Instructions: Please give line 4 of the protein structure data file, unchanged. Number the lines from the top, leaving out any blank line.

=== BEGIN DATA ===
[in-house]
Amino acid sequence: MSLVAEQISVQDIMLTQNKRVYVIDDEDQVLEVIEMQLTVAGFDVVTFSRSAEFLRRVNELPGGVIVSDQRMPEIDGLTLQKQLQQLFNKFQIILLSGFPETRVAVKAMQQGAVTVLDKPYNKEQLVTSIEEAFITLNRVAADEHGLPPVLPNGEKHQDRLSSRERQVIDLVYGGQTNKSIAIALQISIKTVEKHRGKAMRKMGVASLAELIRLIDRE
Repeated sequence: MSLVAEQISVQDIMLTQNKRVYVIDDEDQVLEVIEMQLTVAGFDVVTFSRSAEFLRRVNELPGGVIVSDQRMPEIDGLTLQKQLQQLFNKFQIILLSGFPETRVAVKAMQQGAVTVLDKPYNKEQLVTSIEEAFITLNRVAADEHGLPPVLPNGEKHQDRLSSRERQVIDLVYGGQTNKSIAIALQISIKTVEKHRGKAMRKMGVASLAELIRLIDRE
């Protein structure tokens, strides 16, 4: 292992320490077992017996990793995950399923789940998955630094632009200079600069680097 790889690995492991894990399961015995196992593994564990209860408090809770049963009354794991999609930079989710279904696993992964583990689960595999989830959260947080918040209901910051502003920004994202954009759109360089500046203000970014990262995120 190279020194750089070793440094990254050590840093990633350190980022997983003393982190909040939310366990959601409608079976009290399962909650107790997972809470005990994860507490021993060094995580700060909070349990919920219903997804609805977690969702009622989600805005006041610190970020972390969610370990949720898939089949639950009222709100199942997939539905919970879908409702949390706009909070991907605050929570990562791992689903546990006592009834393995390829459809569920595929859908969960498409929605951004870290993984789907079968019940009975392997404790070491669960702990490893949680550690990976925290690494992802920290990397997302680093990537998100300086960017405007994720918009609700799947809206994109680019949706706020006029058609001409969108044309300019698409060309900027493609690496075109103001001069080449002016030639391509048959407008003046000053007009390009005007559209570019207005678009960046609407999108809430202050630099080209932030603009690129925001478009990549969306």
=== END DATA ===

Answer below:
């Protein structure tokens, strides 16, 4: 292992320490077992017996990793995950399923789940998955630094632009200079600069680097 790889690995492991894990399961015995196992593994564990209860408090809770049963009354794991999609930079989710279904696993992964583990689960595999989830959260947080918040209901910051502003920004994202954009759109360089500046203000970014990262995120 190279020194750089070793440094990254050590840093990633350190980022997983003393982190909040939310366990959601409608079976009290399962909650107790997972809470005990994860507490021993060094995580700060909070349990919920219903997804609805977690969702009622989600805005006041610190970020972390969610370990949720898939089949639950009222709100199942997939539905919970879908409702949390706009909070991907605050929570990562791992689903546990006592009834393995390829459809569920595929859908969960498409929605951004870290993984789907079968019940009975392997404790070491669960702990490893949680550690990976925290690494992802920290990397997302680093990537998100300086960017405007994720918009609700799947809206994109680019949706706020006029058609001409969108044309300019698409060309900027493609690496075109103001001069080449002016030639391509048959407008003046000053007009390009005007559209570019207005678009960046609407999108809430202050630099080209932030603009690129925001478009990549969306």